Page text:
Hartford, CT - Implementing strong school nutrition policies is associated with healthier weight trajectories in middle school students, according to a new study by researchers at the Rudd Center for Food Policy and Obesity at the University of Connecticut and the Yale School of Public Health.
Study authors randomly selected twelve schools in an urban district, where they followed 595 middle school students for three years, from fifth to eighth grade. Schools were assigned to one of four conditions, which included support for: (1) nutrition policies; (2) physical activity policies; (3) both types of policies; or (4) neither as a delayed control condition.
The nutrition policy interventions included ensuring that all school-based meals met federal nutritional criteria; providing nutritional newsletters for students and their families; school-wide campaigns to limit sugary drinks and encourage the use of water; and limiting the use of food or beverages as rewards for academic performance or good behavior.
Through in-school observations, surveys of student dietary and physical activity behavior, and annual measurement of body mass index by trained staff, the study found that students from the 6 schools randomized to receive nutrition interventions experienced less than a 1% increase in body mass index (BMI) over three years. Students from the 6 schools that did not receive nutrition policy support exhibited a significantly greater BMI increase of 3-4% during the same period.
"This is some of the strongest evidence we have to date that nutrition education and promoting healthy eating behaviors in the classroom and cafeteria can have a meaningful impact on children's health," says Marlene Schwartz, Rudd Center Director and senior study author. "These findings can inform how we approach federal wellness policy requirements and implementation in schools to help mitigate childhood obesity."
Most children in the United States spend an average of 6 to 7 hours a day at school, which is why schools have become a priority setting for preventing childhood obesity. Since 2006, school wellness policies have been required to set goals for physical and nutrition education and to set nutrition standards for meals and snacks served. These requirements were strengthened in 2010 with the Healthy Hunger-Free Kids Act, and while nearly every school district in the country has a written policy to comply with these standards, previous studies have found that strong written policies do not necessarily predict thorough implementation.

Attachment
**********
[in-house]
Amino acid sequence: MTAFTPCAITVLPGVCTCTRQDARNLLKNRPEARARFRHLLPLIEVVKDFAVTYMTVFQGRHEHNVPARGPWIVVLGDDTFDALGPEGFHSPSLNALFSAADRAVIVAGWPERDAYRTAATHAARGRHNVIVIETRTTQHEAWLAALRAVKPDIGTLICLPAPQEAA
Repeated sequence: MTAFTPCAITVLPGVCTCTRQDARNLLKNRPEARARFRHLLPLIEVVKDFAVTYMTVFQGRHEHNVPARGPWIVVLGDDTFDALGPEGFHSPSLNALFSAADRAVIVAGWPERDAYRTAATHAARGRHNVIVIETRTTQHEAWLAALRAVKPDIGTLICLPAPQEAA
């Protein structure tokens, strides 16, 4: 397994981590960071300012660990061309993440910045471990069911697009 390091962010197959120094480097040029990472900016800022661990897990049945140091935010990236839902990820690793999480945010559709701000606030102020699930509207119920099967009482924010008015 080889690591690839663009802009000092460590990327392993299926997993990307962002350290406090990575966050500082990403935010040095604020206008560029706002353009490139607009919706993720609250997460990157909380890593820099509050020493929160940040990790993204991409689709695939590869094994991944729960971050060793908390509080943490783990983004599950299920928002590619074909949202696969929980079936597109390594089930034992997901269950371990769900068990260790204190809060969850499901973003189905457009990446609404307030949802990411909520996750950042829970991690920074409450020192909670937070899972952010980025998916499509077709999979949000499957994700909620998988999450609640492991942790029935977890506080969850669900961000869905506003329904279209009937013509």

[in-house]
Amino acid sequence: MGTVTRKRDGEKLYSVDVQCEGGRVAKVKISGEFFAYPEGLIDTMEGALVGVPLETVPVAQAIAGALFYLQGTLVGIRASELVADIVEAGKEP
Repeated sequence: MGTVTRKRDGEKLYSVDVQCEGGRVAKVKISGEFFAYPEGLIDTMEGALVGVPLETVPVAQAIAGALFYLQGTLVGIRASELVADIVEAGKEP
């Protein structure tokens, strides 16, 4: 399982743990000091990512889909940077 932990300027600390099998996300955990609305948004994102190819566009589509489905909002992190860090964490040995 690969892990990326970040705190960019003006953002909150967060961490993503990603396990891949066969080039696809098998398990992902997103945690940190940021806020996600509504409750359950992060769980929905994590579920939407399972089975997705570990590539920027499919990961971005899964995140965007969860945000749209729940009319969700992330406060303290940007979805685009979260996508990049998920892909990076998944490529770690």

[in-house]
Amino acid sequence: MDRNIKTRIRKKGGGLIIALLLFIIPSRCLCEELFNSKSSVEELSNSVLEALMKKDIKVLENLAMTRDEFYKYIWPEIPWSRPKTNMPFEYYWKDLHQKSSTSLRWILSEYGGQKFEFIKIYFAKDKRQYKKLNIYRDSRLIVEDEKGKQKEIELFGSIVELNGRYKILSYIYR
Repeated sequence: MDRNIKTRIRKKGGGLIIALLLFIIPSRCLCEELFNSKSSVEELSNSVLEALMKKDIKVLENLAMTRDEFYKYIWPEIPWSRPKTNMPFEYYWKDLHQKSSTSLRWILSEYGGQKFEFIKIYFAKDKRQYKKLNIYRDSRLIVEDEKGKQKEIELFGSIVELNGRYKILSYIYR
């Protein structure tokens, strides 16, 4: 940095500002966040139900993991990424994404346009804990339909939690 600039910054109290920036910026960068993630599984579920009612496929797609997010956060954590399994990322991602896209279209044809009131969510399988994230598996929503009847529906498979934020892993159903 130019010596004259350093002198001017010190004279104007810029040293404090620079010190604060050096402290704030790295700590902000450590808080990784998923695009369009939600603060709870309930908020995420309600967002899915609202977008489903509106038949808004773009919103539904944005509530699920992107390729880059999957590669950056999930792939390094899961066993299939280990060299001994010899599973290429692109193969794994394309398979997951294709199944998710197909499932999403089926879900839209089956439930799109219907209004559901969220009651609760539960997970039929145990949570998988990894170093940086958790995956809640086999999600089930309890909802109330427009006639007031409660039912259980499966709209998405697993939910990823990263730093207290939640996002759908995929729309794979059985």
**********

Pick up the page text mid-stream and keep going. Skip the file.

This research, published in the American Journal of Preventive Medicine, aimed to assess whether implementation of nutrition and physical activity components of the school wellness policies lead to healthier student outcomes, including BMI trajectories.
Additional key findings of the study include:
- Students in the nutrition policy intervention schools reported lower consumption of sugar-sweetened beverages compared with students in schools with no targeted nutrition intervention.
- Students in the nutrition policy intervention schools were less likely to have had any meals at fast-food restaurants in the past 7 days and reported consuming fewer unhealthy foods.
- The magnitude of the effect on weight increased over time, with the greatest difference measured between groups of students in 8th grade.
"These findings can guide future school and community interventions. Childhood obesity is a serious health threat, and schools are a vital way to reach children and their families to reduce risks and promote health," said lead author Jeannette Ickovics, the Samuel and Liselotte Herman Professor of Social and Behavioral Sciences at the Yale School of Public Health. "These findings strongly support Obama-era policies that provided healthier food for all children in public schools."
Study co-authors include Jeannette Ickovics of the Yale School of Public Health, Kathleen O'Connor Duffany of the Yale School of Public Health, Fatma Shebl of the Yale School of Public Health, Margaret Read of the UConn Rudd Center, and Kathryn Gilstad-Hayden of the Yale School of Medicine.
This research was funded by the National Institute of Child Health and Human Development, NIH (1R01 HD070740, JR Ickovics and MB Schwartz, Multiple PIs) with additional support from the U.S. Centers for Disease Control and Prevention and Yale-Griffin Prevention Research Center (5U48DP000053, JR Ickovics, PI). The funders had no role in the design, implementation, evaluation or interpretation of this study.